Forward Advance Learning

Associations Between Models

In a relational database, models are connected to one another.

A Post might have many Comments, an Inventory might have many Items. A Ship might have a Captain.

Relationships in Rails are set in the Model. To connect two things together, we can say:

class Ship < ActiveRecord::Base
has_one :captain

Likewise we might say:

class Captain < ActiveRecord::Base
belongs_to :ship

To make this work we need a field in our Captain called ship_id

The foreign key always goes on the model with the belongs_to relationship.

Many to One Relationships

Say we have a ship that has a lot of cargo. We can express this like so:

class Ship < ActiveRecord::Base
has_many :cargo_items


class CargoItem < ActiveRecord::Base
belongs_to :ship

We need a ship_id field on the CargoItem model.

Many to Many Relationships

We can also model many to many relationships. Say a ship can belong to more than one fleet, and a fleet can have more than one ship.

class Ship < ActiveRecord::Base
has_and_belongs_to_many :fleets


class Fleet < ActiveRecord::Base
has_and_belongs_to_many :ships

To make this work, we then need a join table. The join table is named after the two models in alphabetical order, like so:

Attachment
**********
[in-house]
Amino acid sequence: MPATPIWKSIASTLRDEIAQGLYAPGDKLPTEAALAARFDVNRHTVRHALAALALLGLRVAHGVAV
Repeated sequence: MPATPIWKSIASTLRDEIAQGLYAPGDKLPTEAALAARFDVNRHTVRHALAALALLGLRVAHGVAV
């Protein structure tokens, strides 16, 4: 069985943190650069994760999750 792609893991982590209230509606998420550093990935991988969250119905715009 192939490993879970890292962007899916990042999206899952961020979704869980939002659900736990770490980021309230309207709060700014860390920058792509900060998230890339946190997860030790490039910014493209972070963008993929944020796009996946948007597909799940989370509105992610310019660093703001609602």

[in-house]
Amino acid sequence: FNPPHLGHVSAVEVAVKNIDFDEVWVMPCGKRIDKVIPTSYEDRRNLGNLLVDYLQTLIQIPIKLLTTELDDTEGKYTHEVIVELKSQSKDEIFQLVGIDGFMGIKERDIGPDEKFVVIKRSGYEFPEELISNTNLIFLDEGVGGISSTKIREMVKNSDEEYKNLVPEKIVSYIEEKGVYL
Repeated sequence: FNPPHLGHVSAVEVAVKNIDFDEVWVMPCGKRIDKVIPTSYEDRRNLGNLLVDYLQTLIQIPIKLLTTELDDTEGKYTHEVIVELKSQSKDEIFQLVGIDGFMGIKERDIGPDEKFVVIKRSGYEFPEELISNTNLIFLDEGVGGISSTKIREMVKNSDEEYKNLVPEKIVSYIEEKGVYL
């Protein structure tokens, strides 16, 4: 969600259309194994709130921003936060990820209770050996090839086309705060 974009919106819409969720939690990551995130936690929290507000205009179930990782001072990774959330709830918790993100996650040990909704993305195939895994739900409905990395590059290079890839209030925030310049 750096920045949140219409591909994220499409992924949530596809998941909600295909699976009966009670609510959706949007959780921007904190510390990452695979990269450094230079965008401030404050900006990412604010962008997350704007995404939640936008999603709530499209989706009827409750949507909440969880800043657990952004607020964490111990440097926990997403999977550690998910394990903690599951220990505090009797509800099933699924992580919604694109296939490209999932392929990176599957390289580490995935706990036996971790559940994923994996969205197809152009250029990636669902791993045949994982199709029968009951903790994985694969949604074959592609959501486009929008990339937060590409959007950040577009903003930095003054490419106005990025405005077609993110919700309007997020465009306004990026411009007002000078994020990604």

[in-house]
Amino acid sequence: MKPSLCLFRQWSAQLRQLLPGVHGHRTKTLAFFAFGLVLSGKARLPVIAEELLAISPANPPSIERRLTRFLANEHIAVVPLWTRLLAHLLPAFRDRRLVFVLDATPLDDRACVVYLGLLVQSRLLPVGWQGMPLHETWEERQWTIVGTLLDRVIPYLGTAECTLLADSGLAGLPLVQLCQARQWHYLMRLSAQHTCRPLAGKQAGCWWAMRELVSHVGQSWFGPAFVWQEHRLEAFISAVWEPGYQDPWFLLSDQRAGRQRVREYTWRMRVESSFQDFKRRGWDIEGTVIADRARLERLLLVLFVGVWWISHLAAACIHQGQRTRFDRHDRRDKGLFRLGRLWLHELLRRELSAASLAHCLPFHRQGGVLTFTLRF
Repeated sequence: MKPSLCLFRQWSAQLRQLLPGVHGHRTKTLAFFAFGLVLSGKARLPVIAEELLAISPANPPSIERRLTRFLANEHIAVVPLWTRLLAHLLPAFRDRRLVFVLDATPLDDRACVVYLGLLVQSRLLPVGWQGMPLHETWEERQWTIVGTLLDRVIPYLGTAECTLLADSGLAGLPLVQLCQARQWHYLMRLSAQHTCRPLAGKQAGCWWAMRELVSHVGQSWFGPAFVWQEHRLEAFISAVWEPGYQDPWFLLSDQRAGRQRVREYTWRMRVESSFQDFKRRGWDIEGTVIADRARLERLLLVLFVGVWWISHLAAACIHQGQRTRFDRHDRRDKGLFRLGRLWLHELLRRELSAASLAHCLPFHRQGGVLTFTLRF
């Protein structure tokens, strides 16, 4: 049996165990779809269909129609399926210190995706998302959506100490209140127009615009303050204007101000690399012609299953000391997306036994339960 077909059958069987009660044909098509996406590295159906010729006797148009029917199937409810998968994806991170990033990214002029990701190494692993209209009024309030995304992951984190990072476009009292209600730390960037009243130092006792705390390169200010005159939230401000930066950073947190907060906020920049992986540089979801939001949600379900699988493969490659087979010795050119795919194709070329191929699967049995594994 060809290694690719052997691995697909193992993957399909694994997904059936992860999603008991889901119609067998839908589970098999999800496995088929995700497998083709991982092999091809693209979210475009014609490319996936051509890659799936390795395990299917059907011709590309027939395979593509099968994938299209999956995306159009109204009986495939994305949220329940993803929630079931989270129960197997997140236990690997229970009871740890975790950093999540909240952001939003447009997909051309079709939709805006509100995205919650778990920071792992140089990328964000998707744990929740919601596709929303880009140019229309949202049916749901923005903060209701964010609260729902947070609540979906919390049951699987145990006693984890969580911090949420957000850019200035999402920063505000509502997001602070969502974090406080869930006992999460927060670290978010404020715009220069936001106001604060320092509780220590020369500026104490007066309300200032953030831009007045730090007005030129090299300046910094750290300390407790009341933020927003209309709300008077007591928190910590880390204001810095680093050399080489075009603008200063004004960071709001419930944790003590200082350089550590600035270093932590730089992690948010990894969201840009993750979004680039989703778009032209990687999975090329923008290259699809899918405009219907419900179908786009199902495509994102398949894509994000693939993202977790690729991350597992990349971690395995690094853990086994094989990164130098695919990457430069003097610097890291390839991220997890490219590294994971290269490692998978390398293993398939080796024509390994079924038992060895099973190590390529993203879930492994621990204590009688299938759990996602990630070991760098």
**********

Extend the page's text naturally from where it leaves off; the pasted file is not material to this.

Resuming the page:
This table needs two fields: ship_id and fleet_id

Presto, they are now connected.

Exercise - Add a one to many relation

Use your scaffolded application that you made in the last section. We are going to add a one to many relation.

Think of a model that makes sense to your domain. If you have shipping, you might make a CrewMember. If you have a Blog, you might choose Comments.


First of all, scaffold the Model model. Refer to the last exercise if you can't remember how to do this.

Comments will need several fields, I'll leave this part up to you, but crucially, comments will need a blog_post_id: integer field. CrewMembers will need a ship_id field. Notice how I highlighted that part.

Now set up the relationships

You'll need to extend your models something like the following:

class BlogPost
has_many :comments
class Comment
belongs_to :blog_post

Test the association

Drop into the console and check your association. You should be able to call something like:

post = BlogPost.first


Add validation to your comment. A comment needs a blog_post_id to be valid, plus a couple of other fields. Enforce this.

Listing comments

On your blog_posts/show page, or your ships/show page, list all the join models for a particular blog post. Remember you can use @blog_post.comments to get an array of the comments.

Great. You can now create comments from the comments form, and see them when you view a blog but you will need to manually enter the blog_post_id when creating the comment. Let's fix that.

Optional finishing up

Pick from the following:

  • See if you can integrate your comment form right into your blog_post_show page. (tip, in the blog_post_show controller execute:
@comment =

This will let the comment form just work without modifications.)